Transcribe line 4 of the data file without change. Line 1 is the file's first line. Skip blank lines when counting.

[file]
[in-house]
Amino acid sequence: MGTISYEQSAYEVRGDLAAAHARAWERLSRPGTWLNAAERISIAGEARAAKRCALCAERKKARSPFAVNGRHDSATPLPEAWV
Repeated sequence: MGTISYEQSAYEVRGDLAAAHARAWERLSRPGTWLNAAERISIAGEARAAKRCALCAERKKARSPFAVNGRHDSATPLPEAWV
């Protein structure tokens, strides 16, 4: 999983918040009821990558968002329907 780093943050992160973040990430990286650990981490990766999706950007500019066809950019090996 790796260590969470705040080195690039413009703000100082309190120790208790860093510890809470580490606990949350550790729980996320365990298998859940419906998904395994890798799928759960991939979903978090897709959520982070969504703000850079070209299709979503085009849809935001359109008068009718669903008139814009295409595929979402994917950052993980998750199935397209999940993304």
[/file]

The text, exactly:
């Protein structure tokens, strides 16, 4: 999983918040009821990558968002329907 780093943050992160973040990430990286650990981490990766999706950007500019066809950019090996 790796260590969470705040080195690039413009703000100082309190120790208790860093510890809470580490606990949350550790729980996320365990298998859940419906998904395994890798799928759960991939979903978090897709959520982070969504703000850079070209299709979503085009849809935001359109008068009718669903008139814009295409595929979402994917950052993980998750199935397209999940993304």